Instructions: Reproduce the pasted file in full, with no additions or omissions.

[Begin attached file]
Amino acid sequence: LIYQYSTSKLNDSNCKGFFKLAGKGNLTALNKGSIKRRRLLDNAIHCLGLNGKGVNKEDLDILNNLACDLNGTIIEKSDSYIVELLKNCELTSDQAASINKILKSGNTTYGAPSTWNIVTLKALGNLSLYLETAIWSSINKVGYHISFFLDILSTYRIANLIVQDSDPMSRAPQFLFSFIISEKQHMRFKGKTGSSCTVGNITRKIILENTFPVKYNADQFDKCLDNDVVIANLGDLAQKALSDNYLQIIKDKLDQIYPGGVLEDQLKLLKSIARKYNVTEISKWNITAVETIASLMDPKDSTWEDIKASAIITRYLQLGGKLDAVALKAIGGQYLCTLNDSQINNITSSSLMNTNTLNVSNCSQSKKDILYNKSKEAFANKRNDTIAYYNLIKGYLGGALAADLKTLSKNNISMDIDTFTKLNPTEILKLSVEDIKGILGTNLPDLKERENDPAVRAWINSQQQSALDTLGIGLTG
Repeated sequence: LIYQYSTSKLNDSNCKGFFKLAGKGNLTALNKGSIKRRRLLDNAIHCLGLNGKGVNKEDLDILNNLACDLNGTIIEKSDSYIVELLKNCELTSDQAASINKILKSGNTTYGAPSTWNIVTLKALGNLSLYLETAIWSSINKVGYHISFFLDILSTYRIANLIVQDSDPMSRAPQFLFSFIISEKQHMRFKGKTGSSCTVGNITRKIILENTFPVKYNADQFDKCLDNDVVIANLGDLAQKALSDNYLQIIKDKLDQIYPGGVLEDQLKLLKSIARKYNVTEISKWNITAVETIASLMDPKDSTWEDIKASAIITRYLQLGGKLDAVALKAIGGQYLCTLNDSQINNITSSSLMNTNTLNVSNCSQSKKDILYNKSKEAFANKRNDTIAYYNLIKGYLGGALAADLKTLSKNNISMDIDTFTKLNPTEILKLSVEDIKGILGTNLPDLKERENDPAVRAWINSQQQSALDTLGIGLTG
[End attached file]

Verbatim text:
Amino acid sequence: LIYQYSTSKLNDSNCKGFFKLAGKGNLTALNKGSIKRRRLLDNAIHCLGLNGKGVNKEDLDILNNLACDLNGTIIEKSDSYIVELLKNCELTSDQAASINKILKSGNTTYGAPSTWNIVTLKALGNLSLYLETAIWSSINKVGYHISFFLDILSTYRIANLIVQDSDPMSRAPQFLFSFIISEKQHMRFKGKTGSSCTVGNITRKIILENTFPVKYNADQFDKCLDNDVVIANLGDLAQKALSDNYLQIIKDKLDQIYPGGVLEDQLKLLKSIARKYNVTEISKWNITAVETIASLMDPKDSTWEDIKASAIITRYLQLGGKLDAVALKAIGGQYLCTLNDSQINNITSSSLMNTNTLNVSNCSQSKKDILYNKSKEAFANKRNDTIAYYNLIKGYLGGALAADLKTLSKNNISMDIDTFTKLNPTEILKLSVEDIKGILGTNLPDLKERENDPAVRAWINSQQQSALDTLGIGLTG
Repeated sequence: LIYQYSTSKLNDSNCKGFFKLAGKGNLTALNKGSIKRRRLLDNAIHCLGLNGKGVNKEDLDILNNLACDLNGTIIEKSDSYIVELLKNCELTSDQAASINKILKSGNTTYGAPSTWNIVTLKALGNLSLYLETAIWSSINKVGYHISFFLDILSTYRIANLIVQDSDPMSRAPQFLFSFIISEKQHMRFKGKTGSSCTVGNITRKIILENTFPVKYNADQFDKCLDNDVVIANLGDLAQKALSDNYLQIIKDKLDQIYPGGVLEDQLKLLKSIARKYNVTEISKWNITAVETIASLMDPKDSTWEDIKASAIITRYLQLGGKLDAVALKAIGGQYLCTLNDSQINNITSSSLMNTNTLNVSNCSQSKKDILYNKSKEAFANKRNDTIAYYNLIKGYLGGALAADLKTLSKNNISMDIDTFTKLNPTEILKLSVEDIKGILGTNLPDLKERENDPAVRAWINSQQQSALDTLGIGLTG